Tribes: Southwest

Pacific Northwest

Samish Indian Nation:

The Samish Indian Nation, nestled in the San Juan archipelago off the northernmost tip of Washington state, is comprised of people of the Salish Sea. Samish, or Xws7ámesh, means "the people who stand up and give." Every part of their culture and traditions can be traced back to the ebb and flow of the tide and the abundance and variety of marine life, which are all under threat due to climate change.

Samish elders have observed in their lifetimes decreases of the most important species in the area, including orcas, salmon, and shellfish, and how the giant kelp beds of their youth have all but disappeared. Cultural species that they used to gather for crafts and food are harder to find, and do not bloom at all in some years. Cultural events such as basket weaving classes are sometimes impossible to hold if the supplies cannot be found at the right times. These changes have led to spiritual suffering throughout the community.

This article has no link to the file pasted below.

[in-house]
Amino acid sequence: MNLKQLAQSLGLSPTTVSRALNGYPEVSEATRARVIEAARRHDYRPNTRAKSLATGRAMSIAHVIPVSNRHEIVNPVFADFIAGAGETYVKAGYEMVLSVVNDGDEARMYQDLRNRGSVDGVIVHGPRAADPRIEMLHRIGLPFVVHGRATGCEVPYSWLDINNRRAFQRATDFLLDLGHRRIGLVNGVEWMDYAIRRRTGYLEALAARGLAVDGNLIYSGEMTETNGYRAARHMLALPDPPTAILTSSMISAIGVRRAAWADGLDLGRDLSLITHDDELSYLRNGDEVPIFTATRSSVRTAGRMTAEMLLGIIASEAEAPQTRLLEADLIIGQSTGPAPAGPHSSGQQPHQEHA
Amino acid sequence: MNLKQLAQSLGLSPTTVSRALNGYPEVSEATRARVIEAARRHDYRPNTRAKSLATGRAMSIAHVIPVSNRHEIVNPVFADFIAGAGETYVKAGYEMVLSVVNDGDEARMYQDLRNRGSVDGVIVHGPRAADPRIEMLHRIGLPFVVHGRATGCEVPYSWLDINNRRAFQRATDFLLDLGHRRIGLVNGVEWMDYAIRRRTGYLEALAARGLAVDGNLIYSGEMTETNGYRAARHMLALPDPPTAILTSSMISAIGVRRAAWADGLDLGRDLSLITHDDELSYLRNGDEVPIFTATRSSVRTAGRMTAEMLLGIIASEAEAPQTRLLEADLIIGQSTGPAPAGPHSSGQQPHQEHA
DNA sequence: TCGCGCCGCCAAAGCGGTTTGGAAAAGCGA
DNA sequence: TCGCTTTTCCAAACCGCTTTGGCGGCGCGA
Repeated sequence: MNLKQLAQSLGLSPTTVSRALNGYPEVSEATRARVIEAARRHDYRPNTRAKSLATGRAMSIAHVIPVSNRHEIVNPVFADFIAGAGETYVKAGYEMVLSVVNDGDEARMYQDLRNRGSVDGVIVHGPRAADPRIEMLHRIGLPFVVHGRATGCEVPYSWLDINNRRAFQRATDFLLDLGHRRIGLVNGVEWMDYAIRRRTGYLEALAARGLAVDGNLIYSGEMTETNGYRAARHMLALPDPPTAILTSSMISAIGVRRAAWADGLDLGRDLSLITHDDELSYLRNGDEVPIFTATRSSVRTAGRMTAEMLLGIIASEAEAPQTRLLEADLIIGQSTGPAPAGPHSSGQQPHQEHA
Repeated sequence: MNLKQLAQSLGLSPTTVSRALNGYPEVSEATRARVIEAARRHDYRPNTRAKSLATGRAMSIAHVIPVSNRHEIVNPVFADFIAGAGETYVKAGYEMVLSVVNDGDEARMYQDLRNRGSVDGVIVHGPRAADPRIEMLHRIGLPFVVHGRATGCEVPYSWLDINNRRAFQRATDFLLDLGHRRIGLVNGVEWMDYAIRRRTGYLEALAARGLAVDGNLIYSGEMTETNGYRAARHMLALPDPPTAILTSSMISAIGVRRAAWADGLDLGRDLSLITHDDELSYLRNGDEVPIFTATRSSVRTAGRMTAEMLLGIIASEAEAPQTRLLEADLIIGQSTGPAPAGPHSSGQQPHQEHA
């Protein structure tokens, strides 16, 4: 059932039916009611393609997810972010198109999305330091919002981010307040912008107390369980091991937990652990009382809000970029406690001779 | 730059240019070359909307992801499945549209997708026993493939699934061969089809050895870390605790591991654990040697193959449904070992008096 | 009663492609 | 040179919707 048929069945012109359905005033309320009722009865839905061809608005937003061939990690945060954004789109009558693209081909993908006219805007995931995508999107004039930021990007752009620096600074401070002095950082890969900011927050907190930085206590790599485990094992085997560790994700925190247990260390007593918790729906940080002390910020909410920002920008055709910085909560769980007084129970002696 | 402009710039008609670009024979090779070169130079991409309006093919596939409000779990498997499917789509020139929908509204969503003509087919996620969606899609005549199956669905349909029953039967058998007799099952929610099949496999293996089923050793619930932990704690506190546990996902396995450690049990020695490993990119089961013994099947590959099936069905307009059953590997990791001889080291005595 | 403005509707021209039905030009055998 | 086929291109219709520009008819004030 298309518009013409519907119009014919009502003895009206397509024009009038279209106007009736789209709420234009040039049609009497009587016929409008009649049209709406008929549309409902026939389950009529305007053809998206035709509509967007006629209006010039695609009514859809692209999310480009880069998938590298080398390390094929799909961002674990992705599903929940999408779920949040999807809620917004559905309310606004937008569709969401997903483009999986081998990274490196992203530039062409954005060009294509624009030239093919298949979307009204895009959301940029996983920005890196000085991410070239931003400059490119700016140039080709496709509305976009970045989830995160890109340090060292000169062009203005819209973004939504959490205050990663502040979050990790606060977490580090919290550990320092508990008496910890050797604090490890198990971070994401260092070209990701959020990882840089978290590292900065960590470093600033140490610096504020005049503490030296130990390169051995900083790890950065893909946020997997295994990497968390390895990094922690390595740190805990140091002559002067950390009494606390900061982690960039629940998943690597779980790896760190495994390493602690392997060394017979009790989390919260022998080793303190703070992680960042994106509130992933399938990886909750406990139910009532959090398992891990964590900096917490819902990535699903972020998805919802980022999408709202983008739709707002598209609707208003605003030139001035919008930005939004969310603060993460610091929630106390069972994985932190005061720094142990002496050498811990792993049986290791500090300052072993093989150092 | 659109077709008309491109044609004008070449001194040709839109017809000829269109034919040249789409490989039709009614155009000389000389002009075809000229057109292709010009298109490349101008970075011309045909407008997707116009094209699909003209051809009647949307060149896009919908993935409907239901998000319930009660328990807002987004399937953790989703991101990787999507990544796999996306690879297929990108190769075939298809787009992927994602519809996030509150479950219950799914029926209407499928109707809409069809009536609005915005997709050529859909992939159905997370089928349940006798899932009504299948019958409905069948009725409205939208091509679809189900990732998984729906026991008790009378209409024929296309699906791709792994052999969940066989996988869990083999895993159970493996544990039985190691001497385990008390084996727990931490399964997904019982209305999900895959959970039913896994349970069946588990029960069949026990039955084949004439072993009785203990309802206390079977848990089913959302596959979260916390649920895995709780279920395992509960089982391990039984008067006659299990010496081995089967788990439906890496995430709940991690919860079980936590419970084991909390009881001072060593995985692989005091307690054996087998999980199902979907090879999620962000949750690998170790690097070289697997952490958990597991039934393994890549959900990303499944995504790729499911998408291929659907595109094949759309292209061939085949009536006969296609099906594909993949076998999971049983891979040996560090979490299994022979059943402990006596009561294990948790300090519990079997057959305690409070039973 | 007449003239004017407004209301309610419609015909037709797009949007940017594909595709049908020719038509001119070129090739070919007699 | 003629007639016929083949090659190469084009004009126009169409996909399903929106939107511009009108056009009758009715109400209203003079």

Over the past decade a gradual trend of rising sea levels has also been observed. Intense winter storms have led to coastal flooding; king tides (which are exceptionally high tides that are both naturally occurring and predictable) have been larger than in the past. King tides coupled with winter storms have damaged infrastructure, leading to further flooding and temporary loss of access to the mainland. Cultural sites are at great risk from the erosion caused by rising sea levels.

Coastal flooding (Photo credit: Samish Department of Natural Resources)
Coastal flooding (Photo credit: Samish Department of Natural Resources)

Rising sea levels are also interconnected with salmon, shellfish, and a number of other important first foods throughout their life cycles. In addition, their near-shore habitat and estuaries have seen rising temperatures and acidity which impacts their food; changing seasonality, precipitation, and stream temperatures impact their breeding and rearing habitats.

The region has seen overall trends of warming: elders report that when they were kids, winters used to be colder and snow storms were bigger and more frequent.